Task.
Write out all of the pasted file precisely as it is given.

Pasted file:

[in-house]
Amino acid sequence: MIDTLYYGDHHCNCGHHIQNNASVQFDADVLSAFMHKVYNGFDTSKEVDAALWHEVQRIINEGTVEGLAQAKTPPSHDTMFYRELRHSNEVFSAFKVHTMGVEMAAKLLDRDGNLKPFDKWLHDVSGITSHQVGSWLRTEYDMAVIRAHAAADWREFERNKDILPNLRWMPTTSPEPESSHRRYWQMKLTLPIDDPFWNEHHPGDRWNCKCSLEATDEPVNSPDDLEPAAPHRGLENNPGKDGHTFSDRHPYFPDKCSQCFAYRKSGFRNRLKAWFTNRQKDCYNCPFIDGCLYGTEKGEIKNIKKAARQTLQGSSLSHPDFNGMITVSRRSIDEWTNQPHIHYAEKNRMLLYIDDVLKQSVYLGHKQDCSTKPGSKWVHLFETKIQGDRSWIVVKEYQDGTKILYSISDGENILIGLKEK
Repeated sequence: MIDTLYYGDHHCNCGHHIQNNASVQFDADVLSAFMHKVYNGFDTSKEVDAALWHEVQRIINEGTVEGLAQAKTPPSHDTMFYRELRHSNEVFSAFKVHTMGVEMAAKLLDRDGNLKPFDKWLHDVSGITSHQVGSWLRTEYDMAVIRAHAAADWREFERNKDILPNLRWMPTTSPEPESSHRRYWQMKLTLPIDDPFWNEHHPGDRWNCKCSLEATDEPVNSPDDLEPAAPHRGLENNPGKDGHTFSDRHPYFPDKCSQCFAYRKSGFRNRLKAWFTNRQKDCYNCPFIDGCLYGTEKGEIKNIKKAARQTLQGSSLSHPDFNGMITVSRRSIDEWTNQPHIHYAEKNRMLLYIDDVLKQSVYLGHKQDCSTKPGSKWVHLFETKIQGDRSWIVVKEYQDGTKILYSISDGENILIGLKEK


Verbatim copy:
[in-house]
Amino acid sequence: MIDTLYYGDHHCNCGHHIQNNASVQFDADVLSAFMHKVYNGFDTSKEVDAALWHEVQRIINEGTVEGLAQAKTPPSHDTMFYRELRHSNEVFSAFKVHTMGVEMAAKLLDRDGNLKPFDKWLHDVSGITSHQVGSWLRTEYDMAVIRAHAAADWREFERNKDILPNLRWMPTTSPEPESSHRRYWQMKLTLPIDDPFWNEHHPGDRWNCKCSLEATDEPVNSPDDLEPAAPHRGLENNPGKDGHTFSDRHPYFPDKCSQCFAYRKSGFRNRLKAWFTNRQKDCYNCPFIDGCLYGTEKGEIKNIKKAARQTLQGSSLSHPDFNGMITVSRRSIDEWTNQPHIHYAEKNRMLLYIDDVLKQSVYLGHKQDCSTKPGSKWVHLFETKIQGDRSWIVVKEYQDGTKILYSISDGENILIGLKEK
Repeated sequence: MIDTLYYGDHHCNCGHHIQNNASVQFDADVLSAFMHKVYNGFDTSKEVDAALWHEVQRIINEGTVEGLAQAKTPPSHDTMFYRELRHSNEVFSAFKVHTMGVEMAAKLLDRDGNLKPFDKWLHDVSGITSHQVGSWLRTEYDMAVIRAHAAADWREFERNKDILPNLRWMPTTSPEPESSHRRYWQMKLTLPIDDPFWNEHHPGDRWNCKCSLEATDEPVNSPDDLEPAAPHRGLENNPGKDGHTFSDRHPYFPDKCSQCFAYRKSGFRNRLKAWFTNRQKDCYNCPFIDGCLYGTEKGEIKNIKKAARQTLQGSSLSHPDFNGMITVSRRSIDEWTNQPHIHYAEKNRMLLYIDDVLKQSVYLGHKQDCSTKPGSKWVHLFETKIQGDRSWIVVKEYQDGTKILYSISDGENILIGLKEK